FBI Declared Pittsburgh A New White Supremacy Hub, But It Has Been This Way For Decades

Pittsburghers marching in protest in October 2018 through Squirrel Hill towards the Tree of Life synagogue, where President Trump was making an appearance, three days after a mass shooting took place. CP photo: Jared Wickerham

By Ryan Deto
Pittsburgh City Paper

Nov 15. 2020 – This week at a symposium on domestic terrorism held at Duquesne University, an analyst at the FBI said the Pittsburgh region has now “become a hub for white supremacy” and that it is “important to understand that it is here.”

Considering that the white nationalist group Patriot Front marched down Boulevard of the Allies last weekend, the Ku Klux Klan distributed mailers in Greene County last month, and there have been other selfdescribed militia groups meeting in the area, sporting symbols linked to whitenationalism, acknowledgment from the FBI is a positive sign for those looking to combat hate groups.

However, declarations that Pittsburgh is a new hub for white supremacy ignore decades of history and scores of documented cases of white supremacists gathering and organizing over the years.

Dennis Roddy is a former reporter with the Greensburg TribuneReview and Pittsburgh PostGazette and has written about extremist movements in the region for decades. He says Pittsburgh has always been a hub for white supremacy.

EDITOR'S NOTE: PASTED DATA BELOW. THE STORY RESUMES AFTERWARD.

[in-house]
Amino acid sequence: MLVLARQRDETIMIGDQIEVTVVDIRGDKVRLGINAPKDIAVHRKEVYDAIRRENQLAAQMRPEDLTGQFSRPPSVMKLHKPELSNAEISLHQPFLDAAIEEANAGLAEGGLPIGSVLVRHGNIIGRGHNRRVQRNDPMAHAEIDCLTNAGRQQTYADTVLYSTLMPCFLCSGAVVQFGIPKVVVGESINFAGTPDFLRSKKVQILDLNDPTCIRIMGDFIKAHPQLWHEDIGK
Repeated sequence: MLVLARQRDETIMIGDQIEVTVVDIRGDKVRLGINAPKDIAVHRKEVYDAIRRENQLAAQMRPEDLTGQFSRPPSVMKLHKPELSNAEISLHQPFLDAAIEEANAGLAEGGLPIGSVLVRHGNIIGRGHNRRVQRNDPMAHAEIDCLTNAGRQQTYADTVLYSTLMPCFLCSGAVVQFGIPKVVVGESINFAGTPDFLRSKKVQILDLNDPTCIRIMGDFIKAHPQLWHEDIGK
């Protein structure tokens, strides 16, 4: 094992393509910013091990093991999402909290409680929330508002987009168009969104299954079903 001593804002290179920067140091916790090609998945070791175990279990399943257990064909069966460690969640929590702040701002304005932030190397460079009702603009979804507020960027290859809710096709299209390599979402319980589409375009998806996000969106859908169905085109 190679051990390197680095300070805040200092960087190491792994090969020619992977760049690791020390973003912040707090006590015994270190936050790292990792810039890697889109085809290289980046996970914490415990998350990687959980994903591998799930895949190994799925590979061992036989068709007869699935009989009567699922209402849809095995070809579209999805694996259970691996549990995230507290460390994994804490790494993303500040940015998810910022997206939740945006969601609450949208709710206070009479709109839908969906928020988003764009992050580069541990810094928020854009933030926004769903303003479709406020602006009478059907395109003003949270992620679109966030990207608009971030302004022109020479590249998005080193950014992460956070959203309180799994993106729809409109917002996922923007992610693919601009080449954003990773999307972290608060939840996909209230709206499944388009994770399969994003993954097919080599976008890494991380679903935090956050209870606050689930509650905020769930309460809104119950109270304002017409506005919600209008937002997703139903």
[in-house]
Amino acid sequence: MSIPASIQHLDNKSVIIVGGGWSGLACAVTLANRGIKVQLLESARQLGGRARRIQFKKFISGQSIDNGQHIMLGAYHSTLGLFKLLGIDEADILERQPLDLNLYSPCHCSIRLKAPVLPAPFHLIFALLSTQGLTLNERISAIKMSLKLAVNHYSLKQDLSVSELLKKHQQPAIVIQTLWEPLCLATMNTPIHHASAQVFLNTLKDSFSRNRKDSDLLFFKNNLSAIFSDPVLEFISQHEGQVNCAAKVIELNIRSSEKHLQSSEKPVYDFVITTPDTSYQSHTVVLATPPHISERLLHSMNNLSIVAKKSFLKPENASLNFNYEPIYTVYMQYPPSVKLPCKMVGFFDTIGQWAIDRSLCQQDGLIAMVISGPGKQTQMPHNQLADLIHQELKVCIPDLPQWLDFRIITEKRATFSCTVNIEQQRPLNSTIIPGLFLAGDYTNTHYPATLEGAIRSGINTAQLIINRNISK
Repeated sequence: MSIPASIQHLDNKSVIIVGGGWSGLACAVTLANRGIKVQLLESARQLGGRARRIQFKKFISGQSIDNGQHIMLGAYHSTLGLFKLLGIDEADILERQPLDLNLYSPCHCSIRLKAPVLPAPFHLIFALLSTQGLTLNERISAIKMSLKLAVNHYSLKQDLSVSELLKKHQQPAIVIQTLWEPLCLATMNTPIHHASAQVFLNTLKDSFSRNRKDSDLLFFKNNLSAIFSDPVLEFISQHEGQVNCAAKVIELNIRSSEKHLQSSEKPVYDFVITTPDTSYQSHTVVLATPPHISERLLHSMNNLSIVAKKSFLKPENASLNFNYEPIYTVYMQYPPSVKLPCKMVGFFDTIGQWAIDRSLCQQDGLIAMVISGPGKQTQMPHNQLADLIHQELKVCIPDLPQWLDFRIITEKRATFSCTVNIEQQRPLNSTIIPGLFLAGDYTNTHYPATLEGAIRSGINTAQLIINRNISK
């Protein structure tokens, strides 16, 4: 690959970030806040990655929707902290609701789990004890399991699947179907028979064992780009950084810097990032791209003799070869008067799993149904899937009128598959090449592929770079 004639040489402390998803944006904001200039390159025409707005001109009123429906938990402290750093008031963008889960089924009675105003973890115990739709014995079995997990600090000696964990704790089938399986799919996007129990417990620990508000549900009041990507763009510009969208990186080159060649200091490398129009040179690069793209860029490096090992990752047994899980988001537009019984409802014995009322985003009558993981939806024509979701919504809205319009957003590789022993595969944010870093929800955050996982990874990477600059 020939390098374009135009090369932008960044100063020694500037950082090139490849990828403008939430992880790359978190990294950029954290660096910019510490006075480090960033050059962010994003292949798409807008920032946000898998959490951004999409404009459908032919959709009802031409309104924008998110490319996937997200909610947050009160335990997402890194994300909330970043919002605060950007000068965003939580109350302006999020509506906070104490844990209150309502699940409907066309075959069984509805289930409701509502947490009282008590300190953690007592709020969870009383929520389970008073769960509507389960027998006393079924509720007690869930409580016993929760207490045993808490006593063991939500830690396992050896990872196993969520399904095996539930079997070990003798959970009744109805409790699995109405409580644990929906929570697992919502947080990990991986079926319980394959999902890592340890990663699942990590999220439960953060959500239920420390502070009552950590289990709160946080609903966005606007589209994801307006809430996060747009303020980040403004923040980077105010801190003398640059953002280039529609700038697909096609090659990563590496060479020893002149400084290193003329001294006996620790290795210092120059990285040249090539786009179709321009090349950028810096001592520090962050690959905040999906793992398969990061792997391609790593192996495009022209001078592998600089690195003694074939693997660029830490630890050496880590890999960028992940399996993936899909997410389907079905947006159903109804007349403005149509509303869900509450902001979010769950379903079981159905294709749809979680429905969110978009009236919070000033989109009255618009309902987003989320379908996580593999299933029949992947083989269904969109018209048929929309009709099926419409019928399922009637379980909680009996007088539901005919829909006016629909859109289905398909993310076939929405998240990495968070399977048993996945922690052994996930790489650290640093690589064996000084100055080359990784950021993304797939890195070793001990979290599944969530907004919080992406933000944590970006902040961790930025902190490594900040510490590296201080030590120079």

“No, this is not new,” says Roddy. “Just because the FBI is noticing this now, doesn’t make this new.”

Roddy was a reporter for 40 years, and he attended his first KKK rally as a reporter in Fayette County in 1979. He said the rhetoric he heard then was not much different than what he heard among neighbors growing up in Johnstown.

But it’s not just rural parts of Southwestern Pennsylvania where white supremacy has had a significant presence. The National Alliance, which the Southern Poverty Law Center says “was for decades the most dangerous and best organized neoNazi formation in America,” grew out of the Youth for Wallace group that backed Governor George Wallace’s 1968 presidential campaign. Wallace was a prosegregationist and considered one of the most openly racist presidential candidates of the postcivil rights era.

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